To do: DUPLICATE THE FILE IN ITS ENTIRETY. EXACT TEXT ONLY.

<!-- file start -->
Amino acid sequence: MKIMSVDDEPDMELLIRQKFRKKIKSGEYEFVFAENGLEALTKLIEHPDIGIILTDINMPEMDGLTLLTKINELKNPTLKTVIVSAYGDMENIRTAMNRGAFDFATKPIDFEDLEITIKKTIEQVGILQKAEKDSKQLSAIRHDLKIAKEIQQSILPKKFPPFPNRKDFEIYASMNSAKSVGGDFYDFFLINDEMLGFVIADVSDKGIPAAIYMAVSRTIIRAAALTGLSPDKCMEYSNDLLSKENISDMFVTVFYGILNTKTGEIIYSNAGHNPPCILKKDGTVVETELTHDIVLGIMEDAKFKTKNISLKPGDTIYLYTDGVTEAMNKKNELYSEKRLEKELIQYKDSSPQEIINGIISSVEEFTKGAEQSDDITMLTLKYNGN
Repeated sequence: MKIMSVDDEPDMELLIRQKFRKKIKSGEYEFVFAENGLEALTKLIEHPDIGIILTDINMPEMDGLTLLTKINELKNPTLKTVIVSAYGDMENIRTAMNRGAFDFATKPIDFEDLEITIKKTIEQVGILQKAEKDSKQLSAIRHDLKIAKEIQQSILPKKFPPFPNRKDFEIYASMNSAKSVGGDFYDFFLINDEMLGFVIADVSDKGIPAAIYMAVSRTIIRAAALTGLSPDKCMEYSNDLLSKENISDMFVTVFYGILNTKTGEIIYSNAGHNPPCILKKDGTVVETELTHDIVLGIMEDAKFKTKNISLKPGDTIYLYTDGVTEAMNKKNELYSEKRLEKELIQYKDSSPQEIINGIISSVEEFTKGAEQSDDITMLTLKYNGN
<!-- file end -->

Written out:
Amino acid sequence: MKIMSVDDEPDMELLIRQKFRKKIKSGEYEFVFAENGLEALTKLIEHPDIGIILTDINMPEMDGLTLLTKINELKNPTLKTVIVSAYGDMENIRTAMNRGAFDFATKPIDFEDLEITIKKTIEQVGILQKAEKDSKQLSAIRHDLKIAKEIQQSILPKKFPPFPNRKDFEIYASMNSAKSVGGDFYDFFLINDEMLGFVIADVSDKGIPAAIYMAVSRTIIRAAALTGLSPDKCMEYSNDLLSKENISDMFVTVFYGILNTKTGEIIYSNAGHNPPCILKKDGTVVETELTHDIVLGIMEDAKFKTKNISLKPGDTIYLYTDGVTEAMNKKNELYSEKRLEKELIQYKDSSPQEIINGIISSVEEFTKGAEQSDDITMLTLKYNGN
Repeated sequence: MKIMSVDDEPDMELLIRQKFRKKIKSGEYEFVFAENGLEALTKLIEHPDIGIILTDINMPEMDGLTLLTKINELKNPTLKTVIVSAYGDMENIRTAMNRGAFDFATKPIDFEDLEITIKKTIEQVGILQKAEKDSKQLSAIRHDLKIAKEIQQSILPKKFPPFPNRKDFEIYASMNSAKSVGGDFYDFFLINDEMLGFVIADVSDKGIPAAIYMAVSRTIIRAAALTGLSPDKCMEYSNDLLSKENISDMFVTVFYGILNTKTGEIIYSNAGHNPPCILKKDGTVVETELTHDIVLGIMEDAKFKTKNISLKPGDTIYLYTDGVTEAMNKKNELYSEKRLEKELIQYKDSSPQEIINGIISSVEEFTKGAEQSDDITMLTLKYNGN